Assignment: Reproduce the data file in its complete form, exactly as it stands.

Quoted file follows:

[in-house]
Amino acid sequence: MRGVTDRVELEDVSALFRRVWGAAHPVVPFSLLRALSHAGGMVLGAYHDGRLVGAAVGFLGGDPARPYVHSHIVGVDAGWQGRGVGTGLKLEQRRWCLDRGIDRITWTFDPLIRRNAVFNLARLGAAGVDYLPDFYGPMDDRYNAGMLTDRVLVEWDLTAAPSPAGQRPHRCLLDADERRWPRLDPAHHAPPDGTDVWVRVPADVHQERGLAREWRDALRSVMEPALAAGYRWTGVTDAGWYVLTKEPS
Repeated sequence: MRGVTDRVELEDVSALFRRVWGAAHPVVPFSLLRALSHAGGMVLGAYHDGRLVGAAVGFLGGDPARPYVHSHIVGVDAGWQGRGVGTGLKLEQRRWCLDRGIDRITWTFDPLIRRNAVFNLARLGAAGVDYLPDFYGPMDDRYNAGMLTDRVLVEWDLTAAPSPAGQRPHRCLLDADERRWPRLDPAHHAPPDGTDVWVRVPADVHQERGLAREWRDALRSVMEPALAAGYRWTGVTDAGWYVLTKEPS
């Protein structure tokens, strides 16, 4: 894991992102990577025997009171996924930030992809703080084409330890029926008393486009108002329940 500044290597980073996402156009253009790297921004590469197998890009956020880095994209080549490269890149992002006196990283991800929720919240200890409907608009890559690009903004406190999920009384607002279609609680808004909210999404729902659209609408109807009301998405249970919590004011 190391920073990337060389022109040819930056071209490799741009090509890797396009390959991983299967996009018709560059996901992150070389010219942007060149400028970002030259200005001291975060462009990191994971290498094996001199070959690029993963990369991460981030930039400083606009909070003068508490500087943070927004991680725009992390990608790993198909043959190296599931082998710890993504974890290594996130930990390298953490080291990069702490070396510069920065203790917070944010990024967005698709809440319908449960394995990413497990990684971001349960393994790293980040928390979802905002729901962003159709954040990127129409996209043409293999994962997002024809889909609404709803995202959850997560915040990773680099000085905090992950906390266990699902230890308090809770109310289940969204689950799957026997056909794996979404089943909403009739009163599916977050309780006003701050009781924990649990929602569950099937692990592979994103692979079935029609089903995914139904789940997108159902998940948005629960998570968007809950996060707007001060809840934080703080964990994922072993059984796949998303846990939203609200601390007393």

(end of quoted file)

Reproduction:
[in-house]
Amino acid sequence: MRGVTDRVELEDVSALFRRVWGAAHPVVPFSLLRALSHAGGMVLGAYHDGRLVGAAVGFLGGDPARPYVHSHIVGVDAGWQGRGVGTGLKLEQRRWCLDRGIDRITWTFDPLIRRNAVFNLARLGAAGVDYLPDFYGPMDDRYNAGMLTDRVLVEWDLTAAPSPAGQRPHRCLLDADERRWPRLDPAHHAPPDGTDVWVRVPADVHQERGLAREWRDALRSVMEPALAAGYRWTGVTDAGWYVLTKEPS
Repeated sequence: MRGVTDRVELEDVSALFRRVWGAAHPVVPFSLLRALSHAGGMVLGAYHDGRLVGAAVGFLGGDPARPYVHSHIVGVDAGWQGRGVGTGLKLEQRRWCLDRGIDRITWTFDPLIRRNAVFNLARLGAAGVDYLPDFYGPMDDRYNAGMLTDRVLVEWDLTAAPSPAGQRPHRCLLDADERRWPRLDPAHHAPPDGTDVWVRVPADVHQERGLAREWRDALRSVMEPALAAGYRWTGVTDAGWYVLTKEPS
């Protein structure tokens, strides 16, 4: 894991992102990577025997009171996924930030992809703080084409330890029926008393486009108002329940 500044290597980073996402156009253009790297921004590469197998890009956020880095994209080549490269890149992002006196990283991800929720919240200890409907608009890559690009903004406190999920009384607002279609609680808004909210999404729902659209609408109807009301998405249970919590004011 190391920073990337060389022109040819930056071209490799741009090509890797396009390959991983299967996009018709560059996901992150070389010219942007060149400028970002030259200005001291975060462009990191994971290498094996001199070959690029993963990369991460981030930039400083606009909070003068508490500087943070927004991680725009992390990608790993198909043959190296599931082998710890993504974890290594996130930990390298953490080291990069702490070396510069920065203790917070944010990024967005698709809440319908449960394995990413497990990684971001349960393994790293980040928390979802905002729901962003159709954040990127129409996209043409293999994962997002024809889909609404709803995202959850997560915040990773680099000085905090992950906390266990699902230890308090809770109310289940969204689950799957026997056909794996979404089943909403009739009163599916977050309780006003701050009781924990649990929602569950099937692990592979994103692979079935029609089903995914139904789940997108159902998940948005629960998570968007809950996060707007001060809840934080703080964990994922072993059984796949998303846990939203609200601390007393």